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The Taliban in Pakistan's terror legacy
01:41 - Source: CNN

Story highlights

NEW: One hanged man was convicted of assassination attempt on former president

NEW: Second was involved in attack on an army base

These are the first civilian hangings since 2008, according to Amnesty International

Prime minister lifted death penalty moratorium after Peshawar school massacre

Islamabad, Pakistan CNN  — 

Pakistan has carried out its first executions since lifting a moratorium on the death penalty in terrorism cases following this week’s deadly attack on a school in Peshawar.

Convicted militants Arshad Mehmood and Aqil, who went by the alias Dr. Usman, were hanged on Friday, according to Pakistani military officials and sources from the Faisalabad District Jail, where the militants were being held.

Mehmood was hanged for his role in a December 25, 2003, assassination attempt on then-President Pervez Musharraf.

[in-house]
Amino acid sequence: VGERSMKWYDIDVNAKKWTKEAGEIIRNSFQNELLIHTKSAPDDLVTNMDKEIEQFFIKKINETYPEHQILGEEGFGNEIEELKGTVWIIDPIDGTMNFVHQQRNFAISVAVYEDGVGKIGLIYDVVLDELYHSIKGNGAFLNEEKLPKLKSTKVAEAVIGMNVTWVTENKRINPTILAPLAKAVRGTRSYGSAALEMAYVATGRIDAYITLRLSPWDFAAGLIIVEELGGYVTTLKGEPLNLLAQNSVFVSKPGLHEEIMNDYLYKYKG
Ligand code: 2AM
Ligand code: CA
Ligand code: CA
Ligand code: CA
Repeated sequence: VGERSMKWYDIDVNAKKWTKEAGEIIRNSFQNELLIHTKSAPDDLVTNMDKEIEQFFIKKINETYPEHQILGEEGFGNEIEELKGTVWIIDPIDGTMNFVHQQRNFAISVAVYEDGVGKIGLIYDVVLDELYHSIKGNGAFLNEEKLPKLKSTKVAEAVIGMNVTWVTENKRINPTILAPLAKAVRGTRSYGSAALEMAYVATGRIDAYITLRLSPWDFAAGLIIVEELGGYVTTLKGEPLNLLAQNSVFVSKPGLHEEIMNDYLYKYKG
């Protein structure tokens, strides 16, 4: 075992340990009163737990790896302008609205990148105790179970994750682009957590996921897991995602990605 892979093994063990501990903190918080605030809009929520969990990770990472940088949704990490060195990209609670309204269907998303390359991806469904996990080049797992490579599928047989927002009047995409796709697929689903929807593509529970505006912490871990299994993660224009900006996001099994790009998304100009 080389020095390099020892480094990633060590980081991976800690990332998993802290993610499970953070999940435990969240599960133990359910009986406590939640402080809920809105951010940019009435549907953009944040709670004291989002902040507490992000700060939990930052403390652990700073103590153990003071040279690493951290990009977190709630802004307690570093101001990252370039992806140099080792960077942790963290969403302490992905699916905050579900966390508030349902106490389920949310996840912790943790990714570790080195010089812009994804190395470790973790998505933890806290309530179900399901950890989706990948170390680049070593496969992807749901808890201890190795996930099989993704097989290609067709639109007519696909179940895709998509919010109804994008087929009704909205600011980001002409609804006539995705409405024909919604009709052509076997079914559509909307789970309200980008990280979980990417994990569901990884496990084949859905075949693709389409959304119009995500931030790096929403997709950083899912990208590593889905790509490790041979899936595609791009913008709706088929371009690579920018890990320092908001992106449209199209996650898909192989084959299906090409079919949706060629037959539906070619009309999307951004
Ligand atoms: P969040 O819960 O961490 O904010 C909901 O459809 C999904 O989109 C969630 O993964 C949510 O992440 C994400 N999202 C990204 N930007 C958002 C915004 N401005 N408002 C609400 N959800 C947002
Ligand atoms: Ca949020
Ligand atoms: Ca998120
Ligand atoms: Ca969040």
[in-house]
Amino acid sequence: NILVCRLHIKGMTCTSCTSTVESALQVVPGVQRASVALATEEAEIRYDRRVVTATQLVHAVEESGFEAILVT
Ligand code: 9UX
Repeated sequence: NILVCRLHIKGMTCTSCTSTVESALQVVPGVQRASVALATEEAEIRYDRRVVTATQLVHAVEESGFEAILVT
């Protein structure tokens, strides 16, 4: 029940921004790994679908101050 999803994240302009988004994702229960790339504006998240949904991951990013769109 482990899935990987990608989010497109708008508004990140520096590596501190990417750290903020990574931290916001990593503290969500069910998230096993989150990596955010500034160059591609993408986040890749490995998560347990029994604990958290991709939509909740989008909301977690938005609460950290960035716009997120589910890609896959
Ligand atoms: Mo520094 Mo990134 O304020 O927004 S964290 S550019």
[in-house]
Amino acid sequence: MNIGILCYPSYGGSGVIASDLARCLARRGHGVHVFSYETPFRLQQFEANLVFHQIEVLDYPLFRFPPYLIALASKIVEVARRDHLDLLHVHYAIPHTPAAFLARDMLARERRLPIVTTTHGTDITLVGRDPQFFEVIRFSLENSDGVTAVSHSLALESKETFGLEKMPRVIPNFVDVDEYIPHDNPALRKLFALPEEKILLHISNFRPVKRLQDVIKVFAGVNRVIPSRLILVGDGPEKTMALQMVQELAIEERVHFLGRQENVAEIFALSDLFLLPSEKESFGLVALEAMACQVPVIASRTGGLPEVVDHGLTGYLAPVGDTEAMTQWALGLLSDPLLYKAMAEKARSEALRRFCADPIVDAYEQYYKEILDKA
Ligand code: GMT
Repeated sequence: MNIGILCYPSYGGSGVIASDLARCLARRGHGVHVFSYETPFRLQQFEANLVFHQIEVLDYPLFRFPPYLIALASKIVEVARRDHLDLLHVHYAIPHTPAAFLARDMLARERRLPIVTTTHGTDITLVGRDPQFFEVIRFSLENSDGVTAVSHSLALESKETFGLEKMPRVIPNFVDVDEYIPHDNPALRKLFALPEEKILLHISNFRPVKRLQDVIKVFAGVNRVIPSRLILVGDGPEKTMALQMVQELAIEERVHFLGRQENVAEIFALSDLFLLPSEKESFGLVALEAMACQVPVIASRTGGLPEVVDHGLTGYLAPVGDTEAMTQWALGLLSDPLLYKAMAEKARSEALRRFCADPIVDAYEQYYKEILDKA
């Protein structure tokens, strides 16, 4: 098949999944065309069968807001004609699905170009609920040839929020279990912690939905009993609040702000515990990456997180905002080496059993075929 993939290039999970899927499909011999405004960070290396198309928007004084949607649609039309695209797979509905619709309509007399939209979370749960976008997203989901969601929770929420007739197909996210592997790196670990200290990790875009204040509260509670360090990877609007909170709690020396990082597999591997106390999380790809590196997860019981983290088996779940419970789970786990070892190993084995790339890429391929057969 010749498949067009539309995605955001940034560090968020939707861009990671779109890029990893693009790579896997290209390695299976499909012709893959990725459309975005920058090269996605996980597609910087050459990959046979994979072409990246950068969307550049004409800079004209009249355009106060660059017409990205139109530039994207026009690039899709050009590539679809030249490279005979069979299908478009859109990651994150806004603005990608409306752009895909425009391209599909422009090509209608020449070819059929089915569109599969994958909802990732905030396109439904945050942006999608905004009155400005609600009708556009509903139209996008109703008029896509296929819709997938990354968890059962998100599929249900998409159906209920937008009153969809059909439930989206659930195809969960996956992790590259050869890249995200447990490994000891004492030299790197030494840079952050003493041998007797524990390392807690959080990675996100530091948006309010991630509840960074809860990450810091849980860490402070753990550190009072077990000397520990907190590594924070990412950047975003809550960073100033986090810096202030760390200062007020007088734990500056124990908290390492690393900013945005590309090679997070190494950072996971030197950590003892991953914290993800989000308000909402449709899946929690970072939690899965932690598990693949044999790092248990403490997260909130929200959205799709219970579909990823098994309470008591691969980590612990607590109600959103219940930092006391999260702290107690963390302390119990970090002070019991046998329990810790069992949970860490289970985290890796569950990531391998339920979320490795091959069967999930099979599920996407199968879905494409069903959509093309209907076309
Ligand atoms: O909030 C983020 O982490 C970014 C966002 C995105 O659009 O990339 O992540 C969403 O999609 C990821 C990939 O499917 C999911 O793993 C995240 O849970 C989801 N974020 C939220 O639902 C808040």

Usman was involved in an attack on an army headquarters in 2009, military sources said.

The executions were the country’s first civilian hangings since late 2008, according to Amnesty International and Pakistani media.

On Tuesday, members of the Pakistani Taliban scaled the walls of the Army Public School and Degree College and killed at least 145 people – 132 children, 10 school staff members and three soldiers, the Pakistani military said. More than 100 were injured, many with gunshot wounds.

Troops pushed through the complex building by building and killed the seven militants, military spokesman Gen. Asim Bajwa said.

The school massacre prompted widespread revulsion across Pakistan. A day after the massacre, Prime Minister Nawaz Sharif lifted a moratorium on the death penalty for terrorism cases.

In an email, the Taliban said it attacked the school to avenge the deaths of children allegedly killed by soldiers in tribal areas.

It accused the students at the army school of “following the path of their fathers and brothers to take part in the fight against the tribesmen” nationwide.

The school is in Peshawar, a city about 120 kilometers (75 miles) from the country’s capital, Islamabad,

Journalist Adeel Raja contributed to this report.